Towns Implement Extreme Conservation Measures to Stretch Depleting Water Supplies

Photo by National Oceanic and Atmospheric Administration
Water conservation is a hot topic across the western United States.  In California, cities are about a third of the way toward meeting the 20% water use reduction goal that Governor Jerry Brown set earlier this year, according to the California State Water Resources Control Board.  Some cities, however, have had to take much more drastic action as their water supplies dipped dangerously low, and one community has seen its wells run dry.

In March of this year, the City of Montague, CA announced that it might run out of water before the end of the summer.  A combination of factors, including low snowmelt, a recent settlement requiring the release of 2,250 acre-feet for salmon habitat, and the need for extra water to compensate for sending water through dry canals to service the city, threatened to overwhelm the city’s reservoir capacity.  As of September 9, though, the City proclaimed that it “will not run out of water and will not need to haul water from Yreka,” which had been the worst-case scenario backup plan.

Montague seems to have avoided catastrophe for now by taking a series of strong actions.  The city reduced its water consumption by two thirds this summer by imposing strict water limits on its residents: fines were levied against households that used more than 5,000 gallons of water in a month (later increased to 7,000 gallons in July and August), with additional fines for higher usage.  For comparison, Santa Rosa residents, according to the Sacramento Bee some of the most water-frugal in the state, average 106 gallons per person each day, or over 12,000 gallons every month for a family of four.  In Folsom, near Sacramento, residents use 329 gallons per person each day, which amounts to nearly 10,000 gallons per month.

In addition to extreme conservation, Montague explored unconventional options. It began using a product called WaterSavr, a powder made of lime and palm oil, which is designed to slow evaporation from standing bodies of water by creating a filmy barrier on the surface.  The product, which is NSF certified, claims to reduce evaporation by up to 35%.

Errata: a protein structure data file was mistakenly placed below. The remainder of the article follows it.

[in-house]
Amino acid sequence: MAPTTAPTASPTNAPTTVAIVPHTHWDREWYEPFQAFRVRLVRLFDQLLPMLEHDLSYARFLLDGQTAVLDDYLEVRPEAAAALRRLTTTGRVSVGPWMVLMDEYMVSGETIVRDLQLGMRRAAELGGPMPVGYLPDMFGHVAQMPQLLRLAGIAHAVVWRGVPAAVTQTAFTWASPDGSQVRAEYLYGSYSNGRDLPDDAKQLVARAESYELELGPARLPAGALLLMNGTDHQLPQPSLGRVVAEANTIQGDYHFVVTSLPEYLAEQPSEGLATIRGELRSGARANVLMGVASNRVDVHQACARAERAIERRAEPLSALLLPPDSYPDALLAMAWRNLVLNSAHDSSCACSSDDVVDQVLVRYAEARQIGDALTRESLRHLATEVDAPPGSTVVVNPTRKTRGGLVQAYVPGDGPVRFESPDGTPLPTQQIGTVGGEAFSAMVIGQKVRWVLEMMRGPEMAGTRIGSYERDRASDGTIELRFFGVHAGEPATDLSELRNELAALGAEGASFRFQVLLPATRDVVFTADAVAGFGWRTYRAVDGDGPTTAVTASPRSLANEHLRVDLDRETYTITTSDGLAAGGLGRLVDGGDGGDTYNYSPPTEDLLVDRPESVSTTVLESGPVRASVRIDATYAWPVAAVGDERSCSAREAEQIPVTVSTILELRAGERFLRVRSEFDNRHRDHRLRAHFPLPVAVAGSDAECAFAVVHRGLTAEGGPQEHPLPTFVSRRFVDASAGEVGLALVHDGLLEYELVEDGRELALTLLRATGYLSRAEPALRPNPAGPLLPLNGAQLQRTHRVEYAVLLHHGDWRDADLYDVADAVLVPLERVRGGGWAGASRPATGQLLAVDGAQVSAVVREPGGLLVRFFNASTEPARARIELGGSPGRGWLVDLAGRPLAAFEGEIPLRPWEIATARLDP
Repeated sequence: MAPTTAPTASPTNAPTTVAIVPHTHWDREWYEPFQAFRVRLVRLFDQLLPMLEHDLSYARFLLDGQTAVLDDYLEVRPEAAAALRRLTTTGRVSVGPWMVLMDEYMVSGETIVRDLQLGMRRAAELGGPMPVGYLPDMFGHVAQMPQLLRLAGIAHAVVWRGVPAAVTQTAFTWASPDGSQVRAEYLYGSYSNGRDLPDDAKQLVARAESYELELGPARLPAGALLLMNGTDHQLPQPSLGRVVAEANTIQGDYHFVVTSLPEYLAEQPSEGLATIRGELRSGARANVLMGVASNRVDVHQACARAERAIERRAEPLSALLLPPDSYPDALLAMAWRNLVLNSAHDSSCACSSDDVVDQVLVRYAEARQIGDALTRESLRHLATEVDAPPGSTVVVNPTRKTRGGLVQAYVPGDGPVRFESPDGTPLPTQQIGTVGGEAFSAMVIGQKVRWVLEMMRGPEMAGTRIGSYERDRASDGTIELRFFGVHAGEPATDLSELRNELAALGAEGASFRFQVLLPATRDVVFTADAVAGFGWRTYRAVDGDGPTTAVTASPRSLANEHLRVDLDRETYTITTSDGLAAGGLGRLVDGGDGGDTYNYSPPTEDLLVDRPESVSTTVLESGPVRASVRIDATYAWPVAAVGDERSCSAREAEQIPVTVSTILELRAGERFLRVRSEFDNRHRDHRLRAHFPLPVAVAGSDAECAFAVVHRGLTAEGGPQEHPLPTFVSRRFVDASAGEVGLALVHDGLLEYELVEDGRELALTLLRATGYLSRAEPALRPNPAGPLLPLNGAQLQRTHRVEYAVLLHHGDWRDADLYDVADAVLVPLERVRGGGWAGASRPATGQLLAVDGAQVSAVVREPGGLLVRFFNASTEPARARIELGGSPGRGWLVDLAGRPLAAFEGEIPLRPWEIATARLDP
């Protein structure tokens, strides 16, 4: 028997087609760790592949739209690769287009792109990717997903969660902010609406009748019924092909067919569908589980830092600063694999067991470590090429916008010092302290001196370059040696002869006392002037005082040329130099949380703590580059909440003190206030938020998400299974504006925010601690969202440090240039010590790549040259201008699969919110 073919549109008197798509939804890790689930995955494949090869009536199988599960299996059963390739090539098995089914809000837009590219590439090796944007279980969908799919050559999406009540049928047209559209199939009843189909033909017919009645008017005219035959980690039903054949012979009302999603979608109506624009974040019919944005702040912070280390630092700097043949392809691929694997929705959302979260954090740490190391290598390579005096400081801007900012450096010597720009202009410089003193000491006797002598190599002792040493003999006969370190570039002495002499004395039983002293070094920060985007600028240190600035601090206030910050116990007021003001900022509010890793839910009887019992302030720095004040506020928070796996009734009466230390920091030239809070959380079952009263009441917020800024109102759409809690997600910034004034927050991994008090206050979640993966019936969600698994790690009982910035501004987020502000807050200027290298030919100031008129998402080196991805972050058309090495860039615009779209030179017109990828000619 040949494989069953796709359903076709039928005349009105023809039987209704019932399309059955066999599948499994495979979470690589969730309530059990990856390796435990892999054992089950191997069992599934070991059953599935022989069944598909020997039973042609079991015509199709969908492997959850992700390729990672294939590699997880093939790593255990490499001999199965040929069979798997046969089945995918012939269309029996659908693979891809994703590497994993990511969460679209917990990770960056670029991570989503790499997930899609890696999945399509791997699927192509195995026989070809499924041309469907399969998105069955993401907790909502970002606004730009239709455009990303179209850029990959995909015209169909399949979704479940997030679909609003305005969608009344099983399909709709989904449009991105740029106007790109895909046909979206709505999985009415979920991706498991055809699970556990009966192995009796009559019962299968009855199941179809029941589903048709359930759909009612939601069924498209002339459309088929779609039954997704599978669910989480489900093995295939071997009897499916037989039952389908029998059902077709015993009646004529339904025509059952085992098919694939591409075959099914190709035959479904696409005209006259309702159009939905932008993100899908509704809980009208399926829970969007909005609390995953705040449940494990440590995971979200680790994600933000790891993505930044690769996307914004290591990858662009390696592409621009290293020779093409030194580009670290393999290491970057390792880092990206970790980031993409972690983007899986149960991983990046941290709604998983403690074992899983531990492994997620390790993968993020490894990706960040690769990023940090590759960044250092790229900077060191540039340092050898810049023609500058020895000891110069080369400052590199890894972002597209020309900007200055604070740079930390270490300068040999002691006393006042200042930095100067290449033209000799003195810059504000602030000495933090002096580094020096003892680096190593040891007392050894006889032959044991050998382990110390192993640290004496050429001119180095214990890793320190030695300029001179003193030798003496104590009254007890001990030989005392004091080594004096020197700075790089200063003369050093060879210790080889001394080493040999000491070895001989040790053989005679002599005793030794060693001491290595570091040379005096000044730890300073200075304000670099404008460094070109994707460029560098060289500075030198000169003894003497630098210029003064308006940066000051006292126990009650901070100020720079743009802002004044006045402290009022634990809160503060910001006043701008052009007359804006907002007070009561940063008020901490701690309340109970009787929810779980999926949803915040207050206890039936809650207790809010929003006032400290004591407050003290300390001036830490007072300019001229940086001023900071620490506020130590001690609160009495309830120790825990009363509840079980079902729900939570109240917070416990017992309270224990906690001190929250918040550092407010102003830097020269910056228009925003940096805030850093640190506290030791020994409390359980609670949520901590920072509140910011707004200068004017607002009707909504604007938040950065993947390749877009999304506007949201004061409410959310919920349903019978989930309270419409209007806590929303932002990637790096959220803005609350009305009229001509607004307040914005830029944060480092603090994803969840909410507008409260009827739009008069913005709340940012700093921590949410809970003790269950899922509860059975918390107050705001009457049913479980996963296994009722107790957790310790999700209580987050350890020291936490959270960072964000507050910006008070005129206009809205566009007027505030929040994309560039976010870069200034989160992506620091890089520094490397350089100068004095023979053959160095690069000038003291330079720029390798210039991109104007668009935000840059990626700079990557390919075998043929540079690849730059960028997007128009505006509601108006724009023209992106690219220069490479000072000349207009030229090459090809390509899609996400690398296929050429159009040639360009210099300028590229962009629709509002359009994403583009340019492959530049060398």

Ultimately, though, Montague’s solution came in a more familiar form: a 3-mile pipeline. The city secure expedited approval and capital funding from the state, and plans to complete the project this fall. The city will release water into the river, either from Lake Shastina or from a well, and then pump it out further downstream, bypassing the highly inefficient canal that normally brings water to the town.  The city anticipates that this will resolve the water crisis for the foreseeable future.

Wichita Falls, TX is also taking extreme action, having declared a Stage 5 Drought Catastrophe, its most severe classification.  Like Montague, the city has imposed strict water conservation measures, but it has done so through strict limitations on certain activities, such as an outright ban on irrigation with city water, rather than caps on total usage.

Wichita Falls has also experimented with WaterSavr, though the city’s drought plan considers this an unpredictable and secondary mitigation strategy.   Over the summer, workers applied almost 6,000 pounds of WaterSavr to Wichita Falls’ Lake Arrowhead every three days, at the cost of $400,000.  While evidence indicates that the product works less effectively on larger bodies of water, even a 10% evaporation reduction could save millions of gallons each day, according to the Texas Tribune. 

The focus of Wichita Falls’ current efforts is its Direct Potable Reuse Project (DPR), which recycles wastewater. The extensive treatment process takes the output from the city’s wastewater treatment plant, passes it through microfiltration and reverse osmosis treatments, and then blends it with untreated lake water before going through the normal drinking water treatment system.  The $13 million project now provides 5 million gallons of water daily, meeting one third of the city’s demand.  Within 2-3 years, the city could expand this system to pump up to 10 million gallons of treated wastewater each day into Lake Arrowhead.

While Montague and Wichita Falls demonstrate that city water agencies can mitigate shortages through creative action, some rural California residents are living in the worst-case scenario, as their wells have gone dry.  According to the Fresno Bee, Tulare County officials distributed bottled drinking water to roughly 1,000 East Porterville residents who were otherwise without water.  Residents have been filling up containers of non-potable water from a tanker truck provided by the fire department.  So far, this is a problem limited to rural areas with shallow wells, but with no end to the drought in sight, more communities may have to try novel techniques to avoid a similar fate.

Written by Stratecon Staff